Crude Trump-Putin joke lands Stephan Colbert in trouble

The marquee for "The Late Show with Stephen Colbert" is seen on the Ed Sullivan Theater in Manhattan, New York, August 21, 2015. Colbert is set to host the show, which was previously presented by David Letterman. REUTERS/Andrew Kelly

A crude joke about U.S. President Donald Trump and Russian President Vladimir Putin has sparked a social media storm with calls for late-night TV show host Stephen Colbert to be fired competing with praise for his outspoken remarks.

It triggered a #FireColbert trending Twitter hashtag, with Trump supporters on Wednesday calling for a boycott of CBS Corp advertisers, some people accusing Colbert of being homophobic, others accusing left-wingers of hypocrisy, and still more defending the comedian.

“Colbert’s homophobia rant was disgusting and we won’t tolerate this anti-LGBTQ behavior,” wrote Scott Presler, chairman of Virginia Beach Young Republicans, on Twitter.

“#FireColbert? Please… I wish I could buy him a drink,” tweeted a user with the handle @kingofsorrow954.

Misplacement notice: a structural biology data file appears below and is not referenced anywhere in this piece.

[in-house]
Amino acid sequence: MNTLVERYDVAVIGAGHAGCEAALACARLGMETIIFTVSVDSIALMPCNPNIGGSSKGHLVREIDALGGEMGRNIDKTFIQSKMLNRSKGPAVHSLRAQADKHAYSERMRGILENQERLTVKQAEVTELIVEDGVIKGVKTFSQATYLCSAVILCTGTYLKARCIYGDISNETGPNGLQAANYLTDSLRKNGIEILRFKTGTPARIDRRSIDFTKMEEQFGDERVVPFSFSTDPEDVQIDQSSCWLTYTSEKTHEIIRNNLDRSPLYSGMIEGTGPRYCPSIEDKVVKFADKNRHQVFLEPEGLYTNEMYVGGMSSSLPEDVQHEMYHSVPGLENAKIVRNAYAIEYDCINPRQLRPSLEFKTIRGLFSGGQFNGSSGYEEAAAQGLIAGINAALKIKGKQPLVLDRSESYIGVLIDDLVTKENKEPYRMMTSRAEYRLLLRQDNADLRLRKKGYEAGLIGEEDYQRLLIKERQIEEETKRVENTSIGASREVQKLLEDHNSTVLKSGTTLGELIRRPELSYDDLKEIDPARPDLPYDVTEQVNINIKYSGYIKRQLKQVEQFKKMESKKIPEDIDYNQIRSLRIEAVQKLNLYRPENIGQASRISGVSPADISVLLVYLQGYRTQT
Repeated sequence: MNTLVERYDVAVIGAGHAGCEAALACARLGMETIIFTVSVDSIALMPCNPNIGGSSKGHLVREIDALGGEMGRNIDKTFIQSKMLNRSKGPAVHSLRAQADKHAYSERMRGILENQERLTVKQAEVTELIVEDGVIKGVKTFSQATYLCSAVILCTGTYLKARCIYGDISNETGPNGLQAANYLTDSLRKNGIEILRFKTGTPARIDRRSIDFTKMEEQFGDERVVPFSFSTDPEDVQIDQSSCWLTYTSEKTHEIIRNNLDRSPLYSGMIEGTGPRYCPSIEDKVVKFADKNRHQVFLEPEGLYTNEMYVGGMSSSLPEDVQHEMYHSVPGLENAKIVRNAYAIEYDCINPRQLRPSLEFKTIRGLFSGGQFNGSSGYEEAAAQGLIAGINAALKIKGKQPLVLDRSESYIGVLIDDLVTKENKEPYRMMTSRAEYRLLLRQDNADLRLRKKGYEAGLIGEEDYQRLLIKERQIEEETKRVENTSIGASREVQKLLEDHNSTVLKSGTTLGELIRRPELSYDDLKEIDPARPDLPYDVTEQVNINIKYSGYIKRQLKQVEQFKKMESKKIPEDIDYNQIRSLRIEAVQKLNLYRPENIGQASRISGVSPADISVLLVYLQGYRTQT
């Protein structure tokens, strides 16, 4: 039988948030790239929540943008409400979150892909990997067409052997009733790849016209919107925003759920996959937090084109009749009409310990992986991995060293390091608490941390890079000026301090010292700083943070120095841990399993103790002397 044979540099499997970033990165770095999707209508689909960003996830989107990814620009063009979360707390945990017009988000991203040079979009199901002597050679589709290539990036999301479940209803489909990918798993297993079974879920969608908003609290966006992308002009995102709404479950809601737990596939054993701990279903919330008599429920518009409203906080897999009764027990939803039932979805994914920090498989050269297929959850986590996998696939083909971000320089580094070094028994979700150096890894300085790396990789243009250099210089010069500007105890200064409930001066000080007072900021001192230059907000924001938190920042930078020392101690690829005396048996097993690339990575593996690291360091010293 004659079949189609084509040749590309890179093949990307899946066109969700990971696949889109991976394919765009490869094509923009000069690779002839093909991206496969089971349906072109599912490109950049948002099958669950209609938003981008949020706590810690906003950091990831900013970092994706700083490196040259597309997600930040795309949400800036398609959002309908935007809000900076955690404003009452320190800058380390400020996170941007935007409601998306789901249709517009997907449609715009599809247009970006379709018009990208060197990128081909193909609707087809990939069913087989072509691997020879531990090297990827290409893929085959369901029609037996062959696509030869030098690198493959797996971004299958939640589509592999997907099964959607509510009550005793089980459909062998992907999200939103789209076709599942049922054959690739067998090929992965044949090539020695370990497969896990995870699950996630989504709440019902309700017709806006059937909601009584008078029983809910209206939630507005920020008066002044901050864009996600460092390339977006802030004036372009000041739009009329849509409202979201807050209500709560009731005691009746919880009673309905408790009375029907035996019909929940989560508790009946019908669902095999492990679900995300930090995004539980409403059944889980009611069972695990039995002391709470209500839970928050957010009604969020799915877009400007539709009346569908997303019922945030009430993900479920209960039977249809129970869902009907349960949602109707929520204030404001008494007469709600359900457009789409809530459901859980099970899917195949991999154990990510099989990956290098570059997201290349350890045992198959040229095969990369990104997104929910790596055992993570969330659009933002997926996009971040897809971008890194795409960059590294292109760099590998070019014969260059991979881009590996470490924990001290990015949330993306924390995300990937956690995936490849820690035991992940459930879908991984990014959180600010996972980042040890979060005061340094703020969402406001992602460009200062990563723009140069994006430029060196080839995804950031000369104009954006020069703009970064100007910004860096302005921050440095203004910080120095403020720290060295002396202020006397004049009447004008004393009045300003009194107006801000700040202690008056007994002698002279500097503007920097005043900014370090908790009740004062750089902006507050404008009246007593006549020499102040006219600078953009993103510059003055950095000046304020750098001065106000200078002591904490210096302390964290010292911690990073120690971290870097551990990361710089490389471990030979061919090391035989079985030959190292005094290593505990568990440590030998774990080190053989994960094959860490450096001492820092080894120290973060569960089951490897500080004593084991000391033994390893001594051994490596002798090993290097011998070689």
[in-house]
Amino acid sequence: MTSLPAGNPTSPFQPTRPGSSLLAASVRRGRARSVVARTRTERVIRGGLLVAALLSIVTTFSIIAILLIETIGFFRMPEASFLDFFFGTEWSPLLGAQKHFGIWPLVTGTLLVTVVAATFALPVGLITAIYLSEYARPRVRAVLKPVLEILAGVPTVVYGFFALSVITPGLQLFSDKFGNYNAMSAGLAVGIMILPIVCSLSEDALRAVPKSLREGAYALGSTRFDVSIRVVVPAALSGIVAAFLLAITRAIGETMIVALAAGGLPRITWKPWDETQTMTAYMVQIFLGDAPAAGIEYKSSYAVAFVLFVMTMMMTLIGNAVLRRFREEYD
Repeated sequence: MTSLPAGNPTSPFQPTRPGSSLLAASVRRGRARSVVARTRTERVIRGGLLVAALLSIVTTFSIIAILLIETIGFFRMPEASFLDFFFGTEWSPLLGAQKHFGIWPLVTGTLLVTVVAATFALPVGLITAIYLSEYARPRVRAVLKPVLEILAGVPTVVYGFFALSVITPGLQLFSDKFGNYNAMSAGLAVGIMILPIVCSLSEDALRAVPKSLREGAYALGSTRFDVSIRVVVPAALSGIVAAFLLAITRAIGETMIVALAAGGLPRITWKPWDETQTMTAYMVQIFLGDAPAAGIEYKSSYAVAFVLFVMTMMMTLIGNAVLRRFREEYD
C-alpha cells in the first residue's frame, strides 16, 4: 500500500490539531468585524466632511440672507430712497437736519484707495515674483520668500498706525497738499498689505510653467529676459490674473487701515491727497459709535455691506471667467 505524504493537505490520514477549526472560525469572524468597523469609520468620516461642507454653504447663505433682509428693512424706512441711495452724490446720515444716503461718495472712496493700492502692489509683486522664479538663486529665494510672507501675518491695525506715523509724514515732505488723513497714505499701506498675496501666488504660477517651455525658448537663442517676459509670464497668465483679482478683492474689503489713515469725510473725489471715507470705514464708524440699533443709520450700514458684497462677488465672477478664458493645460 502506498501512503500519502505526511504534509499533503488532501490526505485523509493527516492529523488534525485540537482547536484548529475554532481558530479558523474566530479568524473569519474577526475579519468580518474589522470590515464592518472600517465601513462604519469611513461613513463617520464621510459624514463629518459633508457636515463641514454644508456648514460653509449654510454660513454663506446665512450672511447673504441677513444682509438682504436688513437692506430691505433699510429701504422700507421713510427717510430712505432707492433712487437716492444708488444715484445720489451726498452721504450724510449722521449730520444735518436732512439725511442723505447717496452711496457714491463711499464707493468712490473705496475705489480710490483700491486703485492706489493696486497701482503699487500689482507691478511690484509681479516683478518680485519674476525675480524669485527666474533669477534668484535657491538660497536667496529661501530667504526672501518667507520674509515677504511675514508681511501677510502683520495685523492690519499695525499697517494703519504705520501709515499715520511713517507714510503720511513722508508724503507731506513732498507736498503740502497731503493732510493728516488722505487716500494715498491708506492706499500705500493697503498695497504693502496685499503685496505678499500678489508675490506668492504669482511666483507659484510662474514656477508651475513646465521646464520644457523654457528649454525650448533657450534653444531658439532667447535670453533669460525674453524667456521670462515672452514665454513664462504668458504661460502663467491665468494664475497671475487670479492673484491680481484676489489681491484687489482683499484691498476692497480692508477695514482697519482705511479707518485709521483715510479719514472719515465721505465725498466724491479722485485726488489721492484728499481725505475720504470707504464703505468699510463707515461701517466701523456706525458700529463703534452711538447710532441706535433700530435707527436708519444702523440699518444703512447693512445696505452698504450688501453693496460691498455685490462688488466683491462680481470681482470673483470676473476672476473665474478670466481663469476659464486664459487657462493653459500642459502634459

CBS on Wednesday declined to comment on Colbert’s remarks, which follow a surge in popularity for “The Late Show” since the host stepped up his scathing nightly attacks on Trump. Colbert has also remained silent on the social media reaction.

Colbert told his audience that the joke was in response to Trump’s appearance on the CBS political show “Face the Nation” over the weekend, when the Republican president walked out after telling host John Dickerson that he liked to call the Sunday morning news show “Deface the Nation.”

The White House did not immediately return a request for comment on Colbert’s monologue. Colbert, 52, has been attracting the biggest audiences for late-night U.S. television in recent months with his blistering attacks on Trump.

Some 3 million people watch “The Late Show,” according to ratings data, which has challenged the genial formula of topical jokes, games and celebrity guests seen on NBC rival “The Tonight Show” with Jimmy Fallon.

“If we don’t go after his network sponsors or affect their ratings base, he will just get more popular,” tweeted a user called @hackenbush77.

Social media monitoring company Brandwatch said on Wednesday that the #FireColbert hashtag had been used 200,000 times since Monday and there had been more than 10,000 tweets about persuading brands to pull their ad dollars from CBS.